Twenty-seventh Sunday of the Year, Hb 1:2-3; 2:2-4; Ps 95; 2 Tm 1:6-8, 13-14; Lk 17:5-10 (Year C)

“How long, Lord, am I to cry for help while you will not listen; to cry ‘Oppression!’ in your ear, and you will not save?” Experience teaches us that faith, the surrender of ourselves to God, comes relatively easily in good times. When life’s current seems to turn against us, surrounding us with uncertainty and self-doubt, faith comes less easily. Such was the experience of the Prophet Habakkuk, who preached in Jerusalem in the years immediately preceding the catastrophic destruction of the city and the deportation of its citizens.

The prophet had witnessed the moral disintegration of the people and lived through the uncertainty that Babylon’s mounting power held over Jerusalem and its future. His despairing cry – “How long am I to cry for help while you will not listen?” – graphically illustrates the fragility that threatens to overwhelm faith when we are at our most vulnerable.

The response that Habakkuk received was a call both to patience and renewed faith: “Write the vision down, inscribe it on tablets to be easily read. If it comes slowly, wait, for come it will, without fail.”

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The detail of the vision was not important. What was important was the call to believe, despite the darkness that lay ahead, that the God of Israel would carry his people through the approaching catastrophe. We are not saved by the robustness of our faith, but by the faithfulness with which we surrender our future to God and his saving will. “See, how he flags, he whose soul is not at rights, but the upright man will live by his faithfulness.”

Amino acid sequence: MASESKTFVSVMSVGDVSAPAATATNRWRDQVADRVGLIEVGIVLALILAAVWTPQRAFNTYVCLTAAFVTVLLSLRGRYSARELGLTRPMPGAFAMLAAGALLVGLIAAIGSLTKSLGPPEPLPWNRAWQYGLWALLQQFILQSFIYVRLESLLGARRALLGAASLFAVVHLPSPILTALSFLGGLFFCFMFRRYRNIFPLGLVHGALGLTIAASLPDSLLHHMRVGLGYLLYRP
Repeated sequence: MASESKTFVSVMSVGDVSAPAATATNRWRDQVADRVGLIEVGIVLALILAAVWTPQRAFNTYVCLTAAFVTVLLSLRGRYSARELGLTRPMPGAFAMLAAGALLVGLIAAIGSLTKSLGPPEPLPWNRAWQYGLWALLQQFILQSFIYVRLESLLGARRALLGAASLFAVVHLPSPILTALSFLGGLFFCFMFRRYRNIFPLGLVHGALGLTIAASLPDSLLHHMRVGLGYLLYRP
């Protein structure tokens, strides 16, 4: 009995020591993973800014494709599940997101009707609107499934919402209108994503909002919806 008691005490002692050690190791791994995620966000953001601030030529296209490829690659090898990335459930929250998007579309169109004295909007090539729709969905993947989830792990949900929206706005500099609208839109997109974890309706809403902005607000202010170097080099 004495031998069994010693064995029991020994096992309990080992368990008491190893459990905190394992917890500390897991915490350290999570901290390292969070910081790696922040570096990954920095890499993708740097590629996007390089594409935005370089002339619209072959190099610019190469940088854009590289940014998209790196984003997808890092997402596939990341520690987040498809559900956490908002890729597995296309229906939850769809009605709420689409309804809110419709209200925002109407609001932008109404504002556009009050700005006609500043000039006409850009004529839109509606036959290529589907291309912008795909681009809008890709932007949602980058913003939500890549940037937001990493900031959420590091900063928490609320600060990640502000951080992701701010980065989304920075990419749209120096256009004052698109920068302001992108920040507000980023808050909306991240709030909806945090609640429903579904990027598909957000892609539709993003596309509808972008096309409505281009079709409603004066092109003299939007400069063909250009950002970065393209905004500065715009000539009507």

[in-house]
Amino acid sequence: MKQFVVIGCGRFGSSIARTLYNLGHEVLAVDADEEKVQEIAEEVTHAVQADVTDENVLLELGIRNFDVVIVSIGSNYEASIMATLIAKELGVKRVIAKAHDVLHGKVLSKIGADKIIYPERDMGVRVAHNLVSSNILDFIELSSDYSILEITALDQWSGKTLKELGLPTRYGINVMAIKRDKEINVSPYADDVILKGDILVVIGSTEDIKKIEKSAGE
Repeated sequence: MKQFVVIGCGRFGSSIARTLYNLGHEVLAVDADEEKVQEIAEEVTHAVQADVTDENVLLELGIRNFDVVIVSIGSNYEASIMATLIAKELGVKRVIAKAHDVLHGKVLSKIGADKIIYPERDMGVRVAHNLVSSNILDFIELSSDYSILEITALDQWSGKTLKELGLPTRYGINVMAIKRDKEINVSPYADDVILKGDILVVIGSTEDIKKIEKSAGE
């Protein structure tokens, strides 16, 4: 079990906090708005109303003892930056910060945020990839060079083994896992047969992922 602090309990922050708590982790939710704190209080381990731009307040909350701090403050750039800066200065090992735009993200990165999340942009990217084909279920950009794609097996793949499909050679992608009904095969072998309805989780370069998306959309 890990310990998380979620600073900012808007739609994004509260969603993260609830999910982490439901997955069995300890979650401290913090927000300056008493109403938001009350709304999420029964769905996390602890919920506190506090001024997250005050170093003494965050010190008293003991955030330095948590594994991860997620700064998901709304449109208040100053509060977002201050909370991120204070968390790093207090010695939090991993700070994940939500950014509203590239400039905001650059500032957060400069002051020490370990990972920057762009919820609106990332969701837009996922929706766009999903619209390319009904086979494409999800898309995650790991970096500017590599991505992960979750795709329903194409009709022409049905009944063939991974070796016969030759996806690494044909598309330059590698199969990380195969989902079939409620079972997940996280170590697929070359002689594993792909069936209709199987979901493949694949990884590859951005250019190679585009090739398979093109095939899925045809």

The plight of the Prophet Habakkuk in his troubled times leads into the Gospel and the request put to Jesus by his Apostles: “Increase our faith.”

It is refreshing to discover that the Apostles, no less than ourselves, were only too aware of faith’s fragility. Jesus fully appreciated the vulnerability of our humanity and its sometimes tenuous hold on faith. Such understanding was reflected in his response. “Were your faith the size of a mustard seed you could say to this mulberry tree ‘be uprooted and planted in the sea’ and it would obey you.”
Jesus was explaining to his apostles what faith truly means. Faith is not a trust in what we, limited as we are, can achieve. It is a trust in what God can bring about in our lives. However frail our surrender to God, be it as insignificant as a mustard seed, it opens the future to the possibilities of his saving will.

The words that follow Our Lord’s teaching on faith, disturbing though they appear at first sight, illustrate faith’s deepest truth. It is uncomfortable to hear Jesus seemingly indifferent to the labours of a faithful servant who receives no recognition for his labours. In fact, Jesus seemed quite dismissive. “When you have done all you have been told to do, say: ‘We are merely servants: we have done no more than our duty.’”

Instinctively we relate to the patient servant and feel that his labours should be rewarded. Such a mindset, transferred to the life of faith, would trap us into the illusion that we can, from our frailty, earn our salvation! The glorious truth is that we cannot, any more than the servant coming in from the field, earn salvation: it is the Father’s gift to those who entrust themselves to his Son Jesus Christ.

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